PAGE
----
WASHINGTON — For all the angst over Richard Cordray's controversial recess appointment to run the Consumer Financial Protection Bureau, the new agency chief came out of his first congressional hearing since starting the job remarkably unscathed.

Questions from the GOP-run House Oversight subcommittee were pointed, and revealed continued doubt by some lawmakers about the legitimacy of his hiring. But the tenor was considerably more constructive than past hearings with CFPB officials, including former agency chief Elizabeth Warren.

For his part, Cordray was resolute about his ability to execute the bureau's full power.

"The one thing we cannot do, and I think would be a dereliction of duty, is for me to say that we're not going to go forward and do the things that the law of the land has asked us to do" because of concerns about the recess appointment, Cordray said. "That is not tenable."

To be sure, GOP members did not give Cordray a free pass. They not only reiterated concerns about the bureau's accountability and transparency, but continued criticism of the White House for using a recess appointment to install Cordray even though the Senate was still in a "pro forma" session.

Subcommittee Chairman Patrick McHenry, R-N.C., who had infamously butted heads with Warren during one of her appearances before the panel, called Cordray an "unelected and unaccountable bureaucrat."

"If having a regulator with unprecedented and ill-defined power was not enough, the administration decided to double down by bringing into question the validity of its director," McHenry said. The move "jeopardizes the sanctity of the bureau's operations and is unfair to Mr. Cordray, the bureau and most importantly, the American public," he added.

In response to McHenry and other members' doubts, Cordray said he is not focused on the circumstances around his appointment but rather the bureau's duties.

"I understand the controversy that people have raised about the appointment," Corday said. "My intention here is, I'm in the job, it's an important job, it's a big job. All I can do is try to carry out the responsibilities that the law of the land now has put on my back and to try to do it in a way that is consistent with the values you attributed, which I think are good ones — transparency and accountability."

And, indeed, members seemed interested in his appointment only to a point, spending considerable more time asking Cordray about the agency's work than his own job status.

Rep. Guinta, R-N.H., urged Cordray to err on the side of being "over-transparent" about the bureau's initiatives, including the posting of more information on the CFPB's website.

"Those things are extremely important, I think for the country and for those that you oversee, so you have credibility and the agency has credibility," Guinta said.

Responding to a question from McHenry, Cordray sounded open to adopting a disclosure model similar to that used by the Securities and Exchange Commission, in which the CFPB would post publicly everything expected on the bureau's agenda for a coming year.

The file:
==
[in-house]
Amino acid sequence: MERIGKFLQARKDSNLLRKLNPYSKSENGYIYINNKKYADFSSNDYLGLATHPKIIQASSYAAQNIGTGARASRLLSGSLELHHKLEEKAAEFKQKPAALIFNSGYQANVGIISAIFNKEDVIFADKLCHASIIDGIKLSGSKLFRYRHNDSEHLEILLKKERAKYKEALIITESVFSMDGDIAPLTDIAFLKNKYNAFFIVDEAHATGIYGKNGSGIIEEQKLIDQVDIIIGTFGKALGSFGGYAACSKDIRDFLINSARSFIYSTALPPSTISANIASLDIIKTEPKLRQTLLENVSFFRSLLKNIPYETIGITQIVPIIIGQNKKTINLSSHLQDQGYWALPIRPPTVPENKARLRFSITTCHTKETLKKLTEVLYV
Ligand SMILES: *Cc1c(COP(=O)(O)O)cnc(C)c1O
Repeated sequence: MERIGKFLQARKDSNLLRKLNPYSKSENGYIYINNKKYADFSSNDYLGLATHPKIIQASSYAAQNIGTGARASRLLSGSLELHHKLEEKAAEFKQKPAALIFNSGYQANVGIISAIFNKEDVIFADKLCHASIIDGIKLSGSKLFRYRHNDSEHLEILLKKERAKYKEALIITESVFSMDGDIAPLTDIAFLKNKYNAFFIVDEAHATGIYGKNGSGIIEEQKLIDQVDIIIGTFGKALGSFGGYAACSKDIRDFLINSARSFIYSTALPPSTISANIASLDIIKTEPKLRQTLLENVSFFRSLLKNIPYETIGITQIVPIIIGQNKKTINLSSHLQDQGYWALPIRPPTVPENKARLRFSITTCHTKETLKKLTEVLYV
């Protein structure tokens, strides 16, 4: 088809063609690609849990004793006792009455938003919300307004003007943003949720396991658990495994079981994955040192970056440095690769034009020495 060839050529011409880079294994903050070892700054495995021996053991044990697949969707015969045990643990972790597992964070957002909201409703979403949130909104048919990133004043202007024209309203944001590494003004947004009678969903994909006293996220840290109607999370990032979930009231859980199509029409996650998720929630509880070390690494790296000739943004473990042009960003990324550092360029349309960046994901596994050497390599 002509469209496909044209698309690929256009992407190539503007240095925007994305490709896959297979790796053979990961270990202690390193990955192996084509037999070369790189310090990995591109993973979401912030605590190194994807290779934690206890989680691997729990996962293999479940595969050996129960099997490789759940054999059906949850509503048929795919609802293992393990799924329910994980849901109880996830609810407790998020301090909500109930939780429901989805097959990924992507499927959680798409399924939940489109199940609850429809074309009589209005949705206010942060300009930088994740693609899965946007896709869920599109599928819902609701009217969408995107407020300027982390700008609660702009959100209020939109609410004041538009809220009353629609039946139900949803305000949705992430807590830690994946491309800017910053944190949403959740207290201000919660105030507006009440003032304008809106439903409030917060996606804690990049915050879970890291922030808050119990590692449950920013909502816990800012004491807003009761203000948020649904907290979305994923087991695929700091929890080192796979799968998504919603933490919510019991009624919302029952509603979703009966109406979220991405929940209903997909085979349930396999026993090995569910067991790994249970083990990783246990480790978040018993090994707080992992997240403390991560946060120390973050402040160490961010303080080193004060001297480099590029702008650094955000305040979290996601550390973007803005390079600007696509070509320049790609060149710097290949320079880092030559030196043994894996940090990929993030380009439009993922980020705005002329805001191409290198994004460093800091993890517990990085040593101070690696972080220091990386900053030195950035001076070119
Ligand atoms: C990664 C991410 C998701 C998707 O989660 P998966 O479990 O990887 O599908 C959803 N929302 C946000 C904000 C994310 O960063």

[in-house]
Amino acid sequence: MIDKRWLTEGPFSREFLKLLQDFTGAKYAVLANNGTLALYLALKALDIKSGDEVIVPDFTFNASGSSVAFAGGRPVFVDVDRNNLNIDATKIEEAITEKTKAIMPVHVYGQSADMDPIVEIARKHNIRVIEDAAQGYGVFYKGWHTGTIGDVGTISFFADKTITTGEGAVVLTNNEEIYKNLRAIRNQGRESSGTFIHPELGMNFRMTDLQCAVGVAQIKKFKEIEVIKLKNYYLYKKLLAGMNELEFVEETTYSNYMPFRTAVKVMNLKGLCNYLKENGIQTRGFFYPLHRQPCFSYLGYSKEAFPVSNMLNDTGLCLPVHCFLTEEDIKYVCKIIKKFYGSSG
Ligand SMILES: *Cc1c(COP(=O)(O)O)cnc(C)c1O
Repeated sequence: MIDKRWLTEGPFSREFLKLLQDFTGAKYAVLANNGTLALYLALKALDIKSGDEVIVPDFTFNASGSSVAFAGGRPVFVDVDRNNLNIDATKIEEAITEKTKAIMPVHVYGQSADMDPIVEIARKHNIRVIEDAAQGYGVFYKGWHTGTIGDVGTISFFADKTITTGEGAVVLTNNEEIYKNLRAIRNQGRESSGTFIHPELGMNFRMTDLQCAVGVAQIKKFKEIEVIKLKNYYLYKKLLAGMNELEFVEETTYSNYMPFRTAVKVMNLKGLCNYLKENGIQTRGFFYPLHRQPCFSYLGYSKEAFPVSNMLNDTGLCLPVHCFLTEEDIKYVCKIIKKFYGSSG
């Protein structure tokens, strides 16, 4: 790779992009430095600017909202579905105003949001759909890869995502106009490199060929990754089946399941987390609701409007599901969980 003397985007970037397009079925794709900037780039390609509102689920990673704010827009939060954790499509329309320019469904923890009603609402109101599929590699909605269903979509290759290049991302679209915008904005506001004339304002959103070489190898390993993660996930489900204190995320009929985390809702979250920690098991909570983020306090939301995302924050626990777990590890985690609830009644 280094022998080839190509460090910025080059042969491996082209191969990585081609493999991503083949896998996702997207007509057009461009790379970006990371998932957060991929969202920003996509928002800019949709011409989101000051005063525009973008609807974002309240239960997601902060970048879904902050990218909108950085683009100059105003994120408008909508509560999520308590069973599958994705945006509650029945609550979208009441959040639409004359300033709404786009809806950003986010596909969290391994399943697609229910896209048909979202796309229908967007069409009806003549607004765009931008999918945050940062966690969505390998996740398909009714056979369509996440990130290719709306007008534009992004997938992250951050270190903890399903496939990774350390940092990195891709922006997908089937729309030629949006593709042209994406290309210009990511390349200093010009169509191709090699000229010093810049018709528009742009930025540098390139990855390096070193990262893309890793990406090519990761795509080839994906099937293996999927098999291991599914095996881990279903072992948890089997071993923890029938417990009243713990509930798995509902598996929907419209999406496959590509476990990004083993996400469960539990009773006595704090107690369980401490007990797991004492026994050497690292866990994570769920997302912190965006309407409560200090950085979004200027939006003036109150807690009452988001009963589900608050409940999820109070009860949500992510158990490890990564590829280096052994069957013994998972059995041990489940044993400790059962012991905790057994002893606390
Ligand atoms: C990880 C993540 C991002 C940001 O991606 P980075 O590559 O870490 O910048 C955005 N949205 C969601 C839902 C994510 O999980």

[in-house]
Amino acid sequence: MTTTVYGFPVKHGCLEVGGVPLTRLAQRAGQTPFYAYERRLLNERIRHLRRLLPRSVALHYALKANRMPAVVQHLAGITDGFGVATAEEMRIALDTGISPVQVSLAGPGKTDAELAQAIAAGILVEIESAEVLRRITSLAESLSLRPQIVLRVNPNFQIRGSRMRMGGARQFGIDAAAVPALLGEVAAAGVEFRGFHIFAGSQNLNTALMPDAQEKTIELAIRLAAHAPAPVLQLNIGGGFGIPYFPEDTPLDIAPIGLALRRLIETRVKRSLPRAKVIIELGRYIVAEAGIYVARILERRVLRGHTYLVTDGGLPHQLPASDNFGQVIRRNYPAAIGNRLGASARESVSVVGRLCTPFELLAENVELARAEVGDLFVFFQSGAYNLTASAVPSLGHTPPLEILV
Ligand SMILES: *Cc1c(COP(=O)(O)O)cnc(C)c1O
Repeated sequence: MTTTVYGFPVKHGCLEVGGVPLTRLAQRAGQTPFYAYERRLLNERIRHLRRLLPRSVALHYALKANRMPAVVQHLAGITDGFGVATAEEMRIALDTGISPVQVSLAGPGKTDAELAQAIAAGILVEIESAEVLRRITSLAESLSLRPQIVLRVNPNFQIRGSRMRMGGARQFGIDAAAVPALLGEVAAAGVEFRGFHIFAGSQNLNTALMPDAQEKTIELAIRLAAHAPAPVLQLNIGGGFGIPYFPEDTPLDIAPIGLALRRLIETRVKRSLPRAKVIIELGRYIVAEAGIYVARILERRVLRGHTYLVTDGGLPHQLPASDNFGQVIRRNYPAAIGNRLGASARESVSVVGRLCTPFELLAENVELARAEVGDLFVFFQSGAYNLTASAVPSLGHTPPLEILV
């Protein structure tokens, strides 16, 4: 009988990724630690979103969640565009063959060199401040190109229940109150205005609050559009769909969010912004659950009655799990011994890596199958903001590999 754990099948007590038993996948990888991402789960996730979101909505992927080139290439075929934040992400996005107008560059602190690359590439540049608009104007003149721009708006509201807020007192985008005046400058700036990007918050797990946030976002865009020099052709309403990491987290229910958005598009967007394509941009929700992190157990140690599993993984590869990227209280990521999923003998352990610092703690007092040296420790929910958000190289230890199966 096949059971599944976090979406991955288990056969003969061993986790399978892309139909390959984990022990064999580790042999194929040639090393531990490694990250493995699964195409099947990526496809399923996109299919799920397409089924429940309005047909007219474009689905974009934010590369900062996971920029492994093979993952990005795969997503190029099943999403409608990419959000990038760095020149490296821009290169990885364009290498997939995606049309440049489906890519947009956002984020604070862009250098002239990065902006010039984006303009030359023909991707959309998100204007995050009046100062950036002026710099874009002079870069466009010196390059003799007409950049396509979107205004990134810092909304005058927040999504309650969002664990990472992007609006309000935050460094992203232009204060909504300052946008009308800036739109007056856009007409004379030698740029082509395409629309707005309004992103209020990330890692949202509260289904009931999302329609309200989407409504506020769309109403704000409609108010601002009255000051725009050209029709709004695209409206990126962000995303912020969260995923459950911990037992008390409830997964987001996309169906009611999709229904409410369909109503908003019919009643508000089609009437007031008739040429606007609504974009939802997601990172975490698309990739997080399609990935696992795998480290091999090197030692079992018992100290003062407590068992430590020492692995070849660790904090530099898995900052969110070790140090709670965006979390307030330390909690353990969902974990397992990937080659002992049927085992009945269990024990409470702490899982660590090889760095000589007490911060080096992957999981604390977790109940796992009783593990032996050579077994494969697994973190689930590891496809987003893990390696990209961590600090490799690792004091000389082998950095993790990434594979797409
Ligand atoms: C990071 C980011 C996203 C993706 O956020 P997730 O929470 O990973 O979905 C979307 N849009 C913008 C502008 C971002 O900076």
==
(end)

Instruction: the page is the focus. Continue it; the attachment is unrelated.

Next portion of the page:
"If that seems to be a best practice, that's something that we are happy to do . . . if you want to have it on a piece of paper or our website," Cordray said.

Overall, the mood between Cordray and members of the subcommittee was more respectful than in hearings past, most notably in May when an exchange between McHenry and Warren — who first proposed the idea for the bureau — grew tense and Warren was later accused of not answering all of the panel's questions. (Warren is now running for a U.S. Senate seat from Massachusetts.)

Highlighting the contrasts, McHenry thanked Cordray for being responsive to inquiries while noting Warren's responses were "fuzzy at best."

Toward the end of the hearing Tuesday, McHenry said to Cordray, "You've given a great deal of explanation, we appreciate that, and we certainly appreciate the exchange of ideas."

Cordray reiterated a pledge that he made at his nomination hearing last summer to actively reach out to small businesses and to convene panels of small business leaders, as required by the Dodd-Frank, related to any major regulation that could potentially impact on those businesses.

Democrats on the committee dismissed Republican claims that the bureau is unaccountable to Congress by highlighting the number of times CFPB officials have been called to testify on Capitol Hill — 12 times since last March.

"Today is the third time in eight months that CFPB officials have been called before our committee," Rep. Elijah Cummings, the full committee's top Democrat, said in his opening remarks. "Our committee has targeted the CFPB — unfairly in my view — as part of a broader campaign to prevent it from becoming fully operational."

Rep. Carolyn Maloney, D-N.Y., implored Republicans on the panel to respectful toward the new CFPB chief.

"Some hearings can be described as a 'fishing expedition'; I hope today's hearing doesn't become a 'bashing expedition' by the members of the majority, treating Director Cordray as badly as they treated Elizabeth Warren in the past," she said.

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